Is the Supreme Court turning the Constitution into a homicide pact?
It looks as though there will be no end to the fallout from Supreme Court Justice Clarence Thomas’s majority opinion in New York State Rifle & Pistol Association v. Bruen holding that gun control regulations are “presumptively” unconstitutional unless they are sufficiently “analogous” to a 19th century law. The Court’s requirement of a close historical comparator has turned out to be almost impossible to satisfy, causing lower courts to invalidate or question otherwise reasonable laws prohibiting the obliteration of guns’ serial numbers and firearm possession by convicted felons or domestic abusers.
Most recently, a judge held that the absence of a “historical tradition of sufficiently analogous regulations” limited New York’s ability to restrict bringing concealed weapons onto others’ private property.
Meanwhile, mass shootings have continued at an alarming rate, occurring almost twice daily since the announcement of the Bruen decision, at homes, businesses, schools, shopping centers, parties, bars and night clubs, street corners, hospitals and a Fourth of July parade, often with legally obtained firearms, including semi-automatic rifles.
It did not have to be that way. In 2008, the Supreme Court held that the Second Amendment protects an “individual right” to possess firearms. Two years later, the Court made it clear that the right to “keep and bear arms for the purpose of self-defense” is applicable to the states as well as the federal government.
Those decisions still left the scope of the Second Amendment right to be determined. In other circumstances, even fundamental constitutional rights may be subject to valid limitations when the government can currently demonstrate a sufficiently “compelling interest” to survive “strict scrutiny.”
A similar approach to the Second Amendment would have allowed lower courts to at least consider the value of existing firearms laws in relation to the constraints they impose on gun owners. But even that modest evaluation has been foreclosed by the Supreme Court’s command, as one judge put it, “that a gun regulation’s constitutionality hinge solely on the historical inquiry [as the] only consideration.”
The Court’s embrace of an exclusively historical method of constitutional review represented an ideological triumph for Justice Thomas, who had been pushing for it in a series of dissenting opinions for years. In one solo dissent, for example, Thomas argued that judicial bias in a death penalty case should have been determined according to the “historical treatment of judicial disqualification” as it stood in 1768, under which “a judge was disqualified for direct pecuniary interest and for nothing else.”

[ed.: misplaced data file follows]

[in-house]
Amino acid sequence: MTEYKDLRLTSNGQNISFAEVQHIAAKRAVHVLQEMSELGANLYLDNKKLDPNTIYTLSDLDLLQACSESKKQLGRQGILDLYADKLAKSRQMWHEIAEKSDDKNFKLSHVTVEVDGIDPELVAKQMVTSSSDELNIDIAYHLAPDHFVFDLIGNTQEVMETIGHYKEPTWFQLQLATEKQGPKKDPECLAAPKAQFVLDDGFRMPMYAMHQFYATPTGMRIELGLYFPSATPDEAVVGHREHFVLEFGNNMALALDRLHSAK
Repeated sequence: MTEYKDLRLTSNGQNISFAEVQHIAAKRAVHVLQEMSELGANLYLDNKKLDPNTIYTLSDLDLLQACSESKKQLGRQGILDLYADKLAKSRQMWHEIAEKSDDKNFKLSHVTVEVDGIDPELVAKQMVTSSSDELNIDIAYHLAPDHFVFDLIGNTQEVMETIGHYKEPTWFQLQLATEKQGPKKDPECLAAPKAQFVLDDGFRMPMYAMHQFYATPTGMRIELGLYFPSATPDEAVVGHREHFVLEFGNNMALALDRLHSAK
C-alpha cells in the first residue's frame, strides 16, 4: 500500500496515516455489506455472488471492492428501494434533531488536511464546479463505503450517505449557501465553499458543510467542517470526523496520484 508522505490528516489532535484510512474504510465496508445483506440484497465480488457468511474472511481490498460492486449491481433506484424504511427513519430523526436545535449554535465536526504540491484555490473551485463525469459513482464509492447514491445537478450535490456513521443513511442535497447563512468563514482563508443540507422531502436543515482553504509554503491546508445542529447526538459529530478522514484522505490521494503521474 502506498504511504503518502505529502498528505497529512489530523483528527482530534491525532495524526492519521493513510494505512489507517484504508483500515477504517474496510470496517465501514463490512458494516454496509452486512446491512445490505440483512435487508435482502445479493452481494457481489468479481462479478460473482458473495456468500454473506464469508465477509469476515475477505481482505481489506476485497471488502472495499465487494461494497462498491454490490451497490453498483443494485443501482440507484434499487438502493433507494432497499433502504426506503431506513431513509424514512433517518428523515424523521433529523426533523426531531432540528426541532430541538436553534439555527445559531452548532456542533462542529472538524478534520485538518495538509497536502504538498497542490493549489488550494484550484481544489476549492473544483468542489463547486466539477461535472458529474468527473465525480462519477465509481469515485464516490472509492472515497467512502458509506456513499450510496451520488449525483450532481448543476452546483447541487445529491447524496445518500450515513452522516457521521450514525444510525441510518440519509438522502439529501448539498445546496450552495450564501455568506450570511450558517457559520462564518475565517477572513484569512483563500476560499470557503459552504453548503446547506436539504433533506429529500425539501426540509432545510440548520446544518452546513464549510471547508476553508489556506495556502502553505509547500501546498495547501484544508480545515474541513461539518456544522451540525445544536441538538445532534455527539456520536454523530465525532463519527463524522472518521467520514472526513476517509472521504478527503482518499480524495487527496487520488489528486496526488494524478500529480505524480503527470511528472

The Court’s majority fortunately rejected Thomas’s extreme position, applying contemporary due process principles to hold that “there is an impermissible risk of actual bias when a judge earlier had significant, personal involvement as a prosecutor in a critical decision regarding the defendant’s case.”
In another solo dissent, Thomas claimed that minors have no First Amendment right to “access speech” because “historical evidence shows that the founding generation believed parents had absolute authority over their minor children.” In support, he cited a series of sermons and child-rearing guides dating from 1646 to 1790, some of which admonished parents to “suppress their children’s natural depravity,” while others urged only “close monitoring and carefully planned development.”
From these sources, Thomas, alone among the justices, concluded that the First Amendment conferred no rights on children in 1791 and therefore continues to exclude them today.
Determining the “practices and beliefs of the founding generation” from 18th century child-rearing guides, however, makes as little sense as drawing conclusions about modern American eating habits from self-help diet and nutrition books. In both cases, the purpose of the books has been to improve behavior, not document it. If anything, the hectoring of parents by ministers and other authors suggests that young people in the late 18th century had access to more reading material than the most rigid disciplinarians deemed wise.
Thomas has ultimately succeeded at a long game, but his victory comes at a severe cost. Under Bruen’s holding, a gun regulation must be invalidated unless a court can locate “a well-established and representative historical analogue” dating to the 19th century. Reasoning from a silent record is perverse. The absence of an historical counterpart does not mean that a particular firearm limitation would have been considered unconstitutional by the framers, but only that they found it unnecessary, if they thought of it at all.
One judge has already ruled that domestic abusers cannot be prohibited from gun possession because there were no such laws in an age when domestic battery was regarded as an unprosecutable family matter. And high-capacity magazines were unknown, and would have been thought impossible, in the era of muzzle-loading muskets.
There is no logical, sensible or moral reason to confine today’s gun laws to the provisions favored by 19th century property owners, other than a dogmatic commitment to so-called originalism, no matter how much carnage follows. In 1949, Justice Robert Jackson famously cautioned, “there is danger that, if the Court does not temper its doctrinaire logic with a little practical wisdom, it will convert the constitutional Bill of Rights into a suicide pact.” Justice Thomas has at last assembled a majority that now appears bent on turning the Second Amendment into a homicide pact.
Steven Lubet is Williams Memorial Professor Emeritus at the Northwestern University Pritzker School of Law. He is the author of “The Trials of Rasmea Odeh: How a Palestinian Guerrilla Gained and Lost U.S. Citizenship” and many other books.